The Farmer’s Almanac wasn’t the only thing that he wrote. He also wrote an autobiography. In there he included his plan for moral perfection. Number 12 on his list of 13 things was chastity (Franklin 188-189). I don’t think he got that far considering there is proof that he fathered over 30 illegitimate children.
In the 1740s Ben Franklin began to experiment with electricity. Although it was a great idea then, I wouldn’t suggest “experimenting with electricity” today. This obviously led to the invention of the lightning rod. In 1748 he sold his business in order to pursue his interest in science. Shortly after that, in 1752, Franklin pulled off the famous “kite in the storm trick (Sahlman).”
In 1757 Franklin shifted gears. He was no longer a scientist, he was now a diplomat (Kavasery). This was the kind of thing that made him not only an extremely effective founding father, it also made him one of the truly great minds of all time. I can’t think of anyone else who could be a great business man one year, a great scientist the next, and then decide that today is the day I am a diplomat. He was extremely well rounded.
As a diplomat in 1757, he went to England to petition the king for the right to levy taxes. He stayed in England for the next five years and represented colonies (Sahlman).
He returned to England in 1764 as an agent of Pennsylvania, to negotiate a new charter. He was able to repeal the Stamp Act, but Parliament continued to levy taxes on the colonies (Sahlman).
In 1775, with war seemingly unavoidable, Franklin returned to America. Shortly after that, he became a member of the Second Continental Congress. He then signed the Declaration of Independence (”The Electric Franklin”). What a lot of people don’t realize is that if the war didn’t turn out well, they probably signed their death certificate. It is highly unlikely that they would let him live after signing a document of that caliber.
Although Thomas Jefferson is given credit for being the author of the Declaration of Independence, Franklin helped him draft it. Thomas Jefferson said that the only reason Franklin didn’t write the whole Declaration was because he would include too many jokes. Lets add a great sense of humor to the rest of his great qualities (Sahlman).
In 1775 he didn’t just help draft and sign Declaration of Independence, he was also named Postmaster General of the colonies. Busy would hardly begin to describe this man’s schedule (”Benjamin Franklin”).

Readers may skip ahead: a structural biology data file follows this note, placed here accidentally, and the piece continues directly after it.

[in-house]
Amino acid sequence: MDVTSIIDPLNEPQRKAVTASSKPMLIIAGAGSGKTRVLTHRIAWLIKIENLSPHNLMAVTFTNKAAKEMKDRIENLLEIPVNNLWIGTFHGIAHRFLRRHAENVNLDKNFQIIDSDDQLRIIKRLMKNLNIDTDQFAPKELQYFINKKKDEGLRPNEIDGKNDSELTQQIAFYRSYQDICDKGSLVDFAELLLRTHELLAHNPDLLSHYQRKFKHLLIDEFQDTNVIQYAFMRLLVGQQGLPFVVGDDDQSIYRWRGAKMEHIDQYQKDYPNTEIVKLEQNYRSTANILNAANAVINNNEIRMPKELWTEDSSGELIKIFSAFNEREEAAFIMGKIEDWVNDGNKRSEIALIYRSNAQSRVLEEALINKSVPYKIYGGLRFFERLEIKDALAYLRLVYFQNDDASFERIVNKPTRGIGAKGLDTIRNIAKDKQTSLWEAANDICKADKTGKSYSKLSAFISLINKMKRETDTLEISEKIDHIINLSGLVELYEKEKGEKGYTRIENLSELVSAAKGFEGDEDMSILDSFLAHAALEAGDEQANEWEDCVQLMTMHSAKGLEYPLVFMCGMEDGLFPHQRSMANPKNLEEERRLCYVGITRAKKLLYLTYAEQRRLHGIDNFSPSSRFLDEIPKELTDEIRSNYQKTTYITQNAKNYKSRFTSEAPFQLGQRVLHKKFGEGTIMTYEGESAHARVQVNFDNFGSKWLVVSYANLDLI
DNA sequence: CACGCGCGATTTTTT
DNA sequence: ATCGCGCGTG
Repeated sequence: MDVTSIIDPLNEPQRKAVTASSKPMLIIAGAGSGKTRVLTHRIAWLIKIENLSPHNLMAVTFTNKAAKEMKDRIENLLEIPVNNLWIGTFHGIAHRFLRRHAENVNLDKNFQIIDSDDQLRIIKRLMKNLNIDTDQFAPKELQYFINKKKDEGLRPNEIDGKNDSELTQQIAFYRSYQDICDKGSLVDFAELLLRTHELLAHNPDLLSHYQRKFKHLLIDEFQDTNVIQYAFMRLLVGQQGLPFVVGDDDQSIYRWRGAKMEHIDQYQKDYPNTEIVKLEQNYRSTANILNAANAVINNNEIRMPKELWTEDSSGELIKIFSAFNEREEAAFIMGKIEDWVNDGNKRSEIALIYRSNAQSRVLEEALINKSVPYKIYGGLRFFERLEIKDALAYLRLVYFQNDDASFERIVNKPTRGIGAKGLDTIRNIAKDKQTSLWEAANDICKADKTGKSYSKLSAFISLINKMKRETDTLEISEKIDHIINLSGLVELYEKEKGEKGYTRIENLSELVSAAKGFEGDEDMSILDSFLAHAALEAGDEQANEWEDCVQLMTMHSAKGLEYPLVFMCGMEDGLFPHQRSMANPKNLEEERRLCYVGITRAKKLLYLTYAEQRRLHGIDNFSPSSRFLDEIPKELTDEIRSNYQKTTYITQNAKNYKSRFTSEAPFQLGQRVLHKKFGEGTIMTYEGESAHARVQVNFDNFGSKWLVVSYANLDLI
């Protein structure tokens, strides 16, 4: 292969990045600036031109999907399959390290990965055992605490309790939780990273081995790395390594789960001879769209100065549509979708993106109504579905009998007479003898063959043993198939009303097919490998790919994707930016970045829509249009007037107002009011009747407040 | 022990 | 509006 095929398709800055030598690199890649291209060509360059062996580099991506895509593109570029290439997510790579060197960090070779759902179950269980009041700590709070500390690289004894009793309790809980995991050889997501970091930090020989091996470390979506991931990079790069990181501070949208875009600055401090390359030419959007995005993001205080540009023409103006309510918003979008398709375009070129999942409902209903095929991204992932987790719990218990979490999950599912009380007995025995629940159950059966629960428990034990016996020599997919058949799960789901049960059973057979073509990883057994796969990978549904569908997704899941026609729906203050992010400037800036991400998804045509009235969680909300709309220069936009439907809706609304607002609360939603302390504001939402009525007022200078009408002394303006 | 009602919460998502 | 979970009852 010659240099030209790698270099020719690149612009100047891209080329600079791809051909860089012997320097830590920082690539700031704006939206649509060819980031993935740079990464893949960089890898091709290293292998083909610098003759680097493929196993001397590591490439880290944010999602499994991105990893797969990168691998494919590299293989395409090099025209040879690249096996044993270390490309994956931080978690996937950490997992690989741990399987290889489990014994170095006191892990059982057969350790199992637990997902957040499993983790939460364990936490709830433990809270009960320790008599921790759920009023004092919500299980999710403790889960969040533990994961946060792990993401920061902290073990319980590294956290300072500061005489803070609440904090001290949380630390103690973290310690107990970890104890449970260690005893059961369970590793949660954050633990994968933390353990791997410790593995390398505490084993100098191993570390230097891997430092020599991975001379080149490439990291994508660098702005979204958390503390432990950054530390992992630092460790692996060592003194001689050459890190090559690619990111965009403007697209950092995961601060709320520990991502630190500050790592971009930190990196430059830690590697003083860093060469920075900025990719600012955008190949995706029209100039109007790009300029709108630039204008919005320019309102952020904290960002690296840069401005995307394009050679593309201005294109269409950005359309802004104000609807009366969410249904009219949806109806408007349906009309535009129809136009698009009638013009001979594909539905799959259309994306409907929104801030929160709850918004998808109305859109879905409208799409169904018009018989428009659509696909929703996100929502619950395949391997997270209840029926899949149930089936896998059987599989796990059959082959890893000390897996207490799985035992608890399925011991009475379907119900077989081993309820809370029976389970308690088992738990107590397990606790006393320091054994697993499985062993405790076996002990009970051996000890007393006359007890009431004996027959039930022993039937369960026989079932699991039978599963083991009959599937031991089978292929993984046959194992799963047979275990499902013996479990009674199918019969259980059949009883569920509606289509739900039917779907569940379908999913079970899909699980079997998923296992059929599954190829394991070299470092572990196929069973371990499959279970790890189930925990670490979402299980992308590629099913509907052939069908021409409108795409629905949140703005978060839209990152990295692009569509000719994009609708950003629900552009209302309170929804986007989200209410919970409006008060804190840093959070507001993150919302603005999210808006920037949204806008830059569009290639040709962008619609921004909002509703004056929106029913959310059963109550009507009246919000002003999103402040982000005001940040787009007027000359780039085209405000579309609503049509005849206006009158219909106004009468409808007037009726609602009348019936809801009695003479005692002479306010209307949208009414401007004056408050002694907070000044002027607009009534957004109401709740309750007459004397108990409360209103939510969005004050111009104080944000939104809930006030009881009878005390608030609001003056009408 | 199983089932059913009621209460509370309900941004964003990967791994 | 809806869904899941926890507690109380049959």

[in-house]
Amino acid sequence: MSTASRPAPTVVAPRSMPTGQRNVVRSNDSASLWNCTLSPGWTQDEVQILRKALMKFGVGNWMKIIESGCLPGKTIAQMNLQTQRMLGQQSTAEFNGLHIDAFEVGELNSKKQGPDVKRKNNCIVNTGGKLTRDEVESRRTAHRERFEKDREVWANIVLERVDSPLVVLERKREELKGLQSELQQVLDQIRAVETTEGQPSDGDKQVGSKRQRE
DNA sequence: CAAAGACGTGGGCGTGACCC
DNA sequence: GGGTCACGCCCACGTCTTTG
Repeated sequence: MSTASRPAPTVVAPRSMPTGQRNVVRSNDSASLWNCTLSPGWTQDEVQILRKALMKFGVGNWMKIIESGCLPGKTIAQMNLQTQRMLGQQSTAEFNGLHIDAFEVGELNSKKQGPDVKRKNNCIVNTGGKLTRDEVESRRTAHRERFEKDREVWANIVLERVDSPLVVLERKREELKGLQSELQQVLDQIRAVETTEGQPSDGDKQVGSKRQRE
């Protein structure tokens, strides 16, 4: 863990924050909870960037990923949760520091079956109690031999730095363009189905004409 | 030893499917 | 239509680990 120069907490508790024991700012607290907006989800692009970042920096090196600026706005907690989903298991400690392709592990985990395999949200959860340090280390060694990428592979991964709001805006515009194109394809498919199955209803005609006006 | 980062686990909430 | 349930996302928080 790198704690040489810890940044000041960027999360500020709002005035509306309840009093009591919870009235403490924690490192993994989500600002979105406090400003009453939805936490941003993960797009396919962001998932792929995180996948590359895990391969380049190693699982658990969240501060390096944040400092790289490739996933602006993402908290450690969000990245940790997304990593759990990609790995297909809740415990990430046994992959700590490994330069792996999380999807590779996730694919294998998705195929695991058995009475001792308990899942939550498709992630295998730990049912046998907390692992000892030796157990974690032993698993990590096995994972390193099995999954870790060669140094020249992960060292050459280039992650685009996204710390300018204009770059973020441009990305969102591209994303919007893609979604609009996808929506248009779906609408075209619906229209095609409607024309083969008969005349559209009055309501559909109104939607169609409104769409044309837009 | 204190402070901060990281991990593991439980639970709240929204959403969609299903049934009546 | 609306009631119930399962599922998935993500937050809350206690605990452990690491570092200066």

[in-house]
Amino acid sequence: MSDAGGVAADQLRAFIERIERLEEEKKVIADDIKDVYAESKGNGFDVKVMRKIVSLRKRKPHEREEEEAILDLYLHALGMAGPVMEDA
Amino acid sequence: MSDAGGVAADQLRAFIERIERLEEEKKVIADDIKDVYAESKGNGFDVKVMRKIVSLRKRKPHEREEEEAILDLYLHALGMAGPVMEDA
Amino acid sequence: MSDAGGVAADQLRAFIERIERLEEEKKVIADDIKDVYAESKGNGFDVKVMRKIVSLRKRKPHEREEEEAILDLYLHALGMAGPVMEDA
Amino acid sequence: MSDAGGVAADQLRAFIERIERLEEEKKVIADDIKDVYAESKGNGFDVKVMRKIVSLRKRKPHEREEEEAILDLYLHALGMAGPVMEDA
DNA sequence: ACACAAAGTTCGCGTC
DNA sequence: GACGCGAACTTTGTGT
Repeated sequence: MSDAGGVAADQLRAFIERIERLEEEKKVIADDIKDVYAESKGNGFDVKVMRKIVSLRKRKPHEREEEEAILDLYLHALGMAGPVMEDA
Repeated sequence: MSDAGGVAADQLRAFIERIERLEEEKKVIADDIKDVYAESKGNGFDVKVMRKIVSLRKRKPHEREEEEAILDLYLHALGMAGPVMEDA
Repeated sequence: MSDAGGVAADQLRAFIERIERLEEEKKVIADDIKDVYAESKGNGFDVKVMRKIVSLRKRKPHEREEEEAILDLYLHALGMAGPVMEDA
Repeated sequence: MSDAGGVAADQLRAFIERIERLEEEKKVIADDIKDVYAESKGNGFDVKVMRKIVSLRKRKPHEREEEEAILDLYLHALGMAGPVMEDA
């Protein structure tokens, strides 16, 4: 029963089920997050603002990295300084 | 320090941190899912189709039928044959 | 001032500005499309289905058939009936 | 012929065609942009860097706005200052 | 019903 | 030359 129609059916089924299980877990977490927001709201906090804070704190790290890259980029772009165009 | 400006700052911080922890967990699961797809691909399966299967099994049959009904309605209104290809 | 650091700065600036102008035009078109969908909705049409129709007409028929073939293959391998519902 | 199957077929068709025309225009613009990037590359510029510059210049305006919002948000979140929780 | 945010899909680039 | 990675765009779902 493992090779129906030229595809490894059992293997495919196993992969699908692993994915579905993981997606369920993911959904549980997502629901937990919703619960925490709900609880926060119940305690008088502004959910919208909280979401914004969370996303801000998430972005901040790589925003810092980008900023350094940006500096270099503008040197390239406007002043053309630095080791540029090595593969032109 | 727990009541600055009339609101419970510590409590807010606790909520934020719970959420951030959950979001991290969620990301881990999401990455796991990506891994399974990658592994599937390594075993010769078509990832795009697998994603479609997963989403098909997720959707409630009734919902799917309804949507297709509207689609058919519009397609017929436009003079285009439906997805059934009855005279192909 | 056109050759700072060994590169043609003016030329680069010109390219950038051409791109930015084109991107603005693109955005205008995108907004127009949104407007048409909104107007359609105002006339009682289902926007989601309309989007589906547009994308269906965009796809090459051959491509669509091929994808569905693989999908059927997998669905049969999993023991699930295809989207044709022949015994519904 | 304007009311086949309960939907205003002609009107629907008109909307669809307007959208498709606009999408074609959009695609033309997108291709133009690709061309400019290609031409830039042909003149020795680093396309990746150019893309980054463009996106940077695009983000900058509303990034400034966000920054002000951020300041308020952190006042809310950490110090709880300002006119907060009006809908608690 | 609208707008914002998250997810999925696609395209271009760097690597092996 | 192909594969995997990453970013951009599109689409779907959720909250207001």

In December 1776, at the age of 71, he and two other people traveled to France and successfully negotiate a treaty of commerce and defensive alliance. He stayed in France as an ambassador to the Court of Louis XVI for the next nine years. While there, he worked trade treaties. Franklin became very highly thought of among the French (Sahlman).
While he was there, he did some notable things. In 1778 Franklin signed the Treat of Alliance with France and in 1782, he negotiated the preliminary peace treaty with Great Britain. Also helping him negotiate the treaty with Great Britain were John Jay and John Adams (Sahlman).
Of all of the documents and treaties he signed, arguably the most important was signed in 1783 (”The Electric Franklin”). He signed the Treaty of Paris which officially ending the Revolutionary War.
In 1785, at the age of 80, he returned to Philadelphia after the lengthy trip to Europe. Two years later, he became a member of the overly important Constitutional Convention. Although he was 80+ years old, he still helped create and signed the Constitution (”Benjamin Franklin”).
One of the final things that Franklin did in his life was helping petition congress to abolish slavery. Although it wasn’t successful, it really helped set the tone for things to come (Sahlman).
Bedridden at the ripe age of 84, Ben Franklin passed away. Over 20,000 people attended his funeral (”Benjamin Franklin”). Why not? He was and still is one of the greatest people to ever live.
In my mind, there is no other person is history as versatile as he was. Throughout his life he was a diplomat, scientist, “rebel,” business man, an author, and a founder of our country. I don’t know what more you could ask for!